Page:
Correct me if I am wrong, this is the first time in the MCU we were told exactly how "this Hulk" (technically Norton's Hulk) came to be. IIRC from the Ang Lee movie the experiment wasn't about trying to duplicate the super-soldier process but something else entirely. In fact the opening credits sequence to TIH suggests Banner willingly tested the process on himself. (In the Ang Lee movie, Banner is exposed to the Gamma Radiation accidentally when tries to save a co-worker from exposure apparently thinking his body is made out of lead.)
And, yeah, I realize the "Norton Hulk Origin" footage is available as a DVD extra or something, but I've never seen it.
Let's go by parts:
- In the Ang Lee movie, which is not connected in any way to the MCU, Banner (Kessler, sigh) was investigating, along with Betty Ross, using nanobots to heal injuries. It was a civilian investigation in an university, no military involved until the movie starts and former major Talbot tries to acquire their research.
The gamma radiation from the accident combined with the nanobots and the genetic modifications transmited to Bruce by his father create the Hulk.
- In the Inc. Hulk, Banner and Betty were working at Culver University, under the sponsorship of the US Military in a project to "strengthen cellular resistance to radiation" in soldiers (or so they are told).
General Ross actually was using Banner & Betty's research as part of restarting the Bio Force Enhancement Project (the Super-Soldier Program).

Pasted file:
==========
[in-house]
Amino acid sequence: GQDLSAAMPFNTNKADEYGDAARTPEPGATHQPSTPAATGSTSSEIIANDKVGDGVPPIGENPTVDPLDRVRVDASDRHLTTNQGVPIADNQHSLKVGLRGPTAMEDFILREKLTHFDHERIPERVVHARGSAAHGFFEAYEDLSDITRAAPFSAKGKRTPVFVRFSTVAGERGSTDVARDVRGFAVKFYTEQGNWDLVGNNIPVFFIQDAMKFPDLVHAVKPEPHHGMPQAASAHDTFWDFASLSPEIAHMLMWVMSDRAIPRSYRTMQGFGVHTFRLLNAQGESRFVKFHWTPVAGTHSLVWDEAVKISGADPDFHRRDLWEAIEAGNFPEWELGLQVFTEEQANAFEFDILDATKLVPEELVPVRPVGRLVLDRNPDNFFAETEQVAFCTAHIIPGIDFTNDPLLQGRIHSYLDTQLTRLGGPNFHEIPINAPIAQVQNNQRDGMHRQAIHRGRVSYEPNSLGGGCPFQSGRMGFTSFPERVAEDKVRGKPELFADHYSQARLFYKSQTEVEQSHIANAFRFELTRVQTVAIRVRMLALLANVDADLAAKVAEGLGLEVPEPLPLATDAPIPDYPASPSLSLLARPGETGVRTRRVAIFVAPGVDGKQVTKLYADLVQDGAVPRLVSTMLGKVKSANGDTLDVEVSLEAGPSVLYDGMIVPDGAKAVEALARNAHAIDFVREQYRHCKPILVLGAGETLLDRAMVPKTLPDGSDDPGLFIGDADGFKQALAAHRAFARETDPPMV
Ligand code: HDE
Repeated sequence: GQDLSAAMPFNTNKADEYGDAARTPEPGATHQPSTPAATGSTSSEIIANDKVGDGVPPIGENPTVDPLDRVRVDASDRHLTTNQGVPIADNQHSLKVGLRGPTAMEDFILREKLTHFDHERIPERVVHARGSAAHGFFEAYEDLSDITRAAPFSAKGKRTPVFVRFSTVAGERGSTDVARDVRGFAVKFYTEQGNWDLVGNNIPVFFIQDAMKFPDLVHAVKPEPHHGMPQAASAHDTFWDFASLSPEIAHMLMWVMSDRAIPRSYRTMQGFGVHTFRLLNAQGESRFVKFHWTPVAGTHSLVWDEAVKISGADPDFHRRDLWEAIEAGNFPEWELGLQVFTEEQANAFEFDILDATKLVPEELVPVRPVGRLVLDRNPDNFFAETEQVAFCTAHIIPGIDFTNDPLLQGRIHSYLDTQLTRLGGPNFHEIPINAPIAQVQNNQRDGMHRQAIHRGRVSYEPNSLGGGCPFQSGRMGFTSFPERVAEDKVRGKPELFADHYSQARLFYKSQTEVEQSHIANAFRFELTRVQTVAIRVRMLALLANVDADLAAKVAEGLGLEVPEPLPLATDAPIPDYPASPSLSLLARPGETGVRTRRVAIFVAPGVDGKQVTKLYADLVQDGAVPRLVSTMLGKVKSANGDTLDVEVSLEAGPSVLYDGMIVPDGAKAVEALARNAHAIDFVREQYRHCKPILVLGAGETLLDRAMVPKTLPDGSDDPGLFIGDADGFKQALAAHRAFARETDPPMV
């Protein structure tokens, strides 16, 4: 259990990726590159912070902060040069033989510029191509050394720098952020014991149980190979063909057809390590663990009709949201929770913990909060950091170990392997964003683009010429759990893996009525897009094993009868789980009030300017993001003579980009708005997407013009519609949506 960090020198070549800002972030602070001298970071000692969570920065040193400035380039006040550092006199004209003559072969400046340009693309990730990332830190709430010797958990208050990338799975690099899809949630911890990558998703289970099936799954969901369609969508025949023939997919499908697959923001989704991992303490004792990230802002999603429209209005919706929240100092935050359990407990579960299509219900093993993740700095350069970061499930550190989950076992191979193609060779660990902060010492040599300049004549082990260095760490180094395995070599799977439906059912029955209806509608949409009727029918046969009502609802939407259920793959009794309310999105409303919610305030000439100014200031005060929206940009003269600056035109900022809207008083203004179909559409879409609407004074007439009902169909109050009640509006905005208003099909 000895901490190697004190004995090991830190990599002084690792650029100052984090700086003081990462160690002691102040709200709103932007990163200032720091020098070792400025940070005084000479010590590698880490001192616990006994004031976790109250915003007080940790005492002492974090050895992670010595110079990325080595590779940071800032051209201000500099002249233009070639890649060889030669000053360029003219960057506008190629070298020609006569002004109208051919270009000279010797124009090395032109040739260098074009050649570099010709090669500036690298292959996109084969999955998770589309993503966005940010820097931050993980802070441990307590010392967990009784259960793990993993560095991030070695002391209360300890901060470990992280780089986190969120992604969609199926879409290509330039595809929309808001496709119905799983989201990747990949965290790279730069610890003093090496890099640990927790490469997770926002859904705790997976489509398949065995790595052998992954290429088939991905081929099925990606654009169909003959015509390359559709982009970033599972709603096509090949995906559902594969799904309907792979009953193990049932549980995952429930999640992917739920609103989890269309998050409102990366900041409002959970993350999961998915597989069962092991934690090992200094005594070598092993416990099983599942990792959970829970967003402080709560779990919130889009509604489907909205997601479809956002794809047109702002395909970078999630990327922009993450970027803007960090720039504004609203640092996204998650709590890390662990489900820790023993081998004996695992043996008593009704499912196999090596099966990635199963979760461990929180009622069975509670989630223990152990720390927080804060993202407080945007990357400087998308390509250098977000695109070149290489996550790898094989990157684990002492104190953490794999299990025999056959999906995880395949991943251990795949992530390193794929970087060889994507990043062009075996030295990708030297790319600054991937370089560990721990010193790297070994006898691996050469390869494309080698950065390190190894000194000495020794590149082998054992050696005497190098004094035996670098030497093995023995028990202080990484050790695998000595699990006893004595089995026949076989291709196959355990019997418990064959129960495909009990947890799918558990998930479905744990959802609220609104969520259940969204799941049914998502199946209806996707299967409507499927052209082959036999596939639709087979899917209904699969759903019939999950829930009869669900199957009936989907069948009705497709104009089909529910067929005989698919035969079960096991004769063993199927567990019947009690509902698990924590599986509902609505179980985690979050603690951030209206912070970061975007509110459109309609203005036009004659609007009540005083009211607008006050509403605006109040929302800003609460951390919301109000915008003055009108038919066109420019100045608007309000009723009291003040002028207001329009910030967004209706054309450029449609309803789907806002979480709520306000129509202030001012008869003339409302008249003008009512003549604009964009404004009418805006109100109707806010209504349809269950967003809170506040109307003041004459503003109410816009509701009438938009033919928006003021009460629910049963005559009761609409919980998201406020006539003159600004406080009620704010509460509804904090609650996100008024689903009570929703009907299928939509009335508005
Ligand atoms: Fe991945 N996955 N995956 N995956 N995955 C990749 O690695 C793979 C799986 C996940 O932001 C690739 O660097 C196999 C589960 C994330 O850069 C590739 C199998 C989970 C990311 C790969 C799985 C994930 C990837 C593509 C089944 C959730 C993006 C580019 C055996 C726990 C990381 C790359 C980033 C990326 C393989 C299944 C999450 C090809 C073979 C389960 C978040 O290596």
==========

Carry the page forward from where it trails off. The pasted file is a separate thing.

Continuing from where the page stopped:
Banner, under pressure of funding being cut, tests the process on himself, iirc.
All of that is explained in two scenes, the one in which General Ross & Blonsky discuss what Banner is, and an scene between Betty and Banner, in which he tells her that her father wanted to weaponize the Hulk.
Here we go:
Gen. Thaddeus 'Thunderbolt' Ross: You must realize that what I'm about to tell you is very sensitive, both to me and to the Army. You know that we have a Bio-Force Department, and that we had a bio-force enhancement research project developed during World War II...
Emil Blonsky: A Super-Soldier.
Gen. Thaddeus "Thunderbolt" Ross: A simplification, but yes. We decided to dust it off, and give it another go, aiming to create the better soldier. Banner’s work was very early phase. It wasn’t even weapons application. He thought he was working on radiation resistance. I would never have told him what the project really was. But he was so sure of what he was onto, that he tested it on himself. And something went very wrong. Or it went very right. As far as I’m concerned, that man’s whole body is property of the US Army.
Emil Blonsky: You said he wasn’t working on weapons, right?
Gen. Thaddeus "Thunderbolt" Ross: No.
Emil Blonsky: But you were. You were, weren’t you? You were trying other things.
Gen. Thaddeus "Thunderbolt" Ross: One serum we developed… was very promising.
Emil Blonsky: So why did he run?
Gen. Thaddeus "Thunderbolt" Ross: He’s a scientist. He is not one of us.